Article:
Review - Ruiner Pinball
Posted: Sun Aug 30, 2009 8:21 pm
Ruiner Pinball is very much an average pinball game. What hurts it even more is that the Jaguar already plays host to Pinball Fantasies, a terrific pinball game. Ruiner is simply too limited by comparison, with the added drawback of flirting with the ugly side graphically. The following details my disappointments with the cart.
The game starts with an introduction showing a cityscape being vaporized. This almost looks like it was lifted from a lost 2600 cart (yes you read write, 2600!) It's so ugly, but then again I don’t play pinball games for snazzy openings. What follows is your choice of two tables … only two? No excuses here.
Yes I know there was the oddball pinball game that still only offered one table (they were usually very good though, like the realistic Pro Pinball series) and I know Ruiner’s are rather large sized, but I still expect more. Options to enable a tiny cam and have the ball textured are gimmicky and essentially worthless in my opinion.
The first table I‘ll discuss is the Tower. An overly tall table, it lacks excitement (and after I played the more advanced Ruiner table feels cheap by comparison too) It features mostly poor artwork and color, and it’s horror theme is also handled rather poorly in my opinion. It felt like it was trying to imitate the TG-16 ‘Crush’ games unsuccessfully. I highly recommend Alien Crush, or Stones n’ Bones (found in Pinball Fantasies) for a good taste of pinball horror handled well.
The Ruiner table for which the game is named after is the better of the two. I prefer it's Cold War theme. It's tall and wide connecting tables are even more exaggerated and take advantage of the Jag insofar as they create an experience you couldn’t duplicate in an arcade.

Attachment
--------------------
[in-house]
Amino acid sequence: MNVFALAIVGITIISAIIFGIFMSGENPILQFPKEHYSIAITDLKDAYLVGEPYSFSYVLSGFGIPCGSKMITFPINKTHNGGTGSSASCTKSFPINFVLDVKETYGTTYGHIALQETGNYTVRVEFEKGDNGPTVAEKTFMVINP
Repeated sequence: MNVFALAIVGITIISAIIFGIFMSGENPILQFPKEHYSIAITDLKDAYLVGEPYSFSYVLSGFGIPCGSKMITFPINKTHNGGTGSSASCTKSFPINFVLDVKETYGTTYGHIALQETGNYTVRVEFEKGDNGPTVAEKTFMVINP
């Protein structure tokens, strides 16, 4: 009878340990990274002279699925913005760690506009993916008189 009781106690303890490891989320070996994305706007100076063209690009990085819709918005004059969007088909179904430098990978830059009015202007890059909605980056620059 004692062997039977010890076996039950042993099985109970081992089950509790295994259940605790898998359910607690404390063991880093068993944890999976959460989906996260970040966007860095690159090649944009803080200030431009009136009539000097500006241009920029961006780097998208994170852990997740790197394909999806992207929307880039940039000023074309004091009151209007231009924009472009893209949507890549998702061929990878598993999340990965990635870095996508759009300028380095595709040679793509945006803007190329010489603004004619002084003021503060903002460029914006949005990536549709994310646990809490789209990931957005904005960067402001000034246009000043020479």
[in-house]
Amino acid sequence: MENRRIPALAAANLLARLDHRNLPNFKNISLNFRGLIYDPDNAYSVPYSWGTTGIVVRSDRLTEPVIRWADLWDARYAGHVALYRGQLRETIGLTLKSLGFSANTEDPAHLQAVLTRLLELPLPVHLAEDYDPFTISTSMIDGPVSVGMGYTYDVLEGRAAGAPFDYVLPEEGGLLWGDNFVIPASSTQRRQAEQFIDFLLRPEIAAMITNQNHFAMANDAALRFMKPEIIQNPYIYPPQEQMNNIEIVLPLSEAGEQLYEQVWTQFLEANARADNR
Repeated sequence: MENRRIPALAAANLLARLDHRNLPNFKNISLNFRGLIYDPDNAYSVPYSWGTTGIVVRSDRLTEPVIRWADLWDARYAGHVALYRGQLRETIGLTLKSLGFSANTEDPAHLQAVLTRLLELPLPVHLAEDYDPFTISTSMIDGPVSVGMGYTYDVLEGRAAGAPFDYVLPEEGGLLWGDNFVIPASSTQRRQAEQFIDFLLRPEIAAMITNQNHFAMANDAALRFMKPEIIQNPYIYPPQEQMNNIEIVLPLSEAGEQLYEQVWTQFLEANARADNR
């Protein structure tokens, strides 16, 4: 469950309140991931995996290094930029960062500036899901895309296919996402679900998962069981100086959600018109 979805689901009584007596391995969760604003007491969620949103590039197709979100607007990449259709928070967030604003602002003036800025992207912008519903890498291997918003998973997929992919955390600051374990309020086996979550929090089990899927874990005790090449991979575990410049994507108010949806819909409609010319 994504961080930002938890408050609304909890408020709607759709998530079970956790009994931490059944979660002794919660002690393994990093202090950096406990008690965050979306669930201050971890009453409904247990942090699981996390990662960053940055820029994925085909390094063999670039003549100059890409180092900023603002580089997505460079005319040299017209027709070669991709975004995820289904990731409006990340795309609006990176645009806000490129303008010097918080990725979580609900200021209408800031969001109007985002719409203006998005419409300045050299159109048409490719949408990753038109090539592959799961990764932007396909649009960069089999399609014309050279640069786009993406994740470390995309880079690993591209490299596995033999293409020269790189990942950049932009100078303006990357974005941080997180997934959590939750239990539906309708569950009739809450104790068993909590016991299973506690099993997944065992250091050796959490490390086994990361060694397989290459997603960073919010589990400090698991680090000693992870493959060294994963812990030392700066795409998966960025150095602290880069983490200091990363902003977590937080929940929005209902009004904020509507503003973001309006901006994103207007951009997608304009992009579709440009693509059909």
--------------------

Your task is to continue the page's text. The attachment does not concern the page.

That is about it as far as demonstrating any sort of console strength though. The visuals disappoint and I see no 64-bit enhancements (in fact I’ve seen better graphics from 16-bit systems) For one, where are the assortment of rich colors found in Pinball Fantasies? Ruiner Pinballs colors are garish, and lacking in variety. Why were some so overly emphasised? In the Tower table for instance, purple seems to account for the vast bulk of the color scheme. The Ruiner table is better, but still not great. More diversity would have helped.
The game is also plagued by too much pixelation. The jagged look is very noticeable in several parts. And a small but noteworthy point … I really don't like the way the game zooms out when a ball is lost (I find it annoying). What really bugs sbout the visuals in Ruiner Pinball is that the manual promises a “visual banquet” Ha! More like ‘visual fast food’ It is not good that the look (and sounds come to think of it) reminds me of the handheld Lynx game Pinball Jam (I bet the two games shared some of the same team)
How does the audio fare? Meh. Generic, cookie cutter, run of the mill, call it what you will … I doubt anyone will walk away after playing this cart humming it’s tunes. They just aren't very good. While Pinball Fantasies has memorable music, you’ll be hard-pressed to recall any tunes from this game. The sound affects fare no better ... they are cheesy. Nuff said.
At the start I called Ruiner average but I should have put an asterix near that sentence, as this really only applies to hardcore pinball fans. If you are not one, then this game is below average. Being big into pinball myself, I do pop this game in on occasion … but never for very long. I’ll play each table once, enter my name in the high scores (if applicable) and then put the cart back in the drawer for months at a time. By comparison, Pinball Fantasies gets much more frequent plays … and these often turn quite lengthy.
For fans, or to round out your collection only.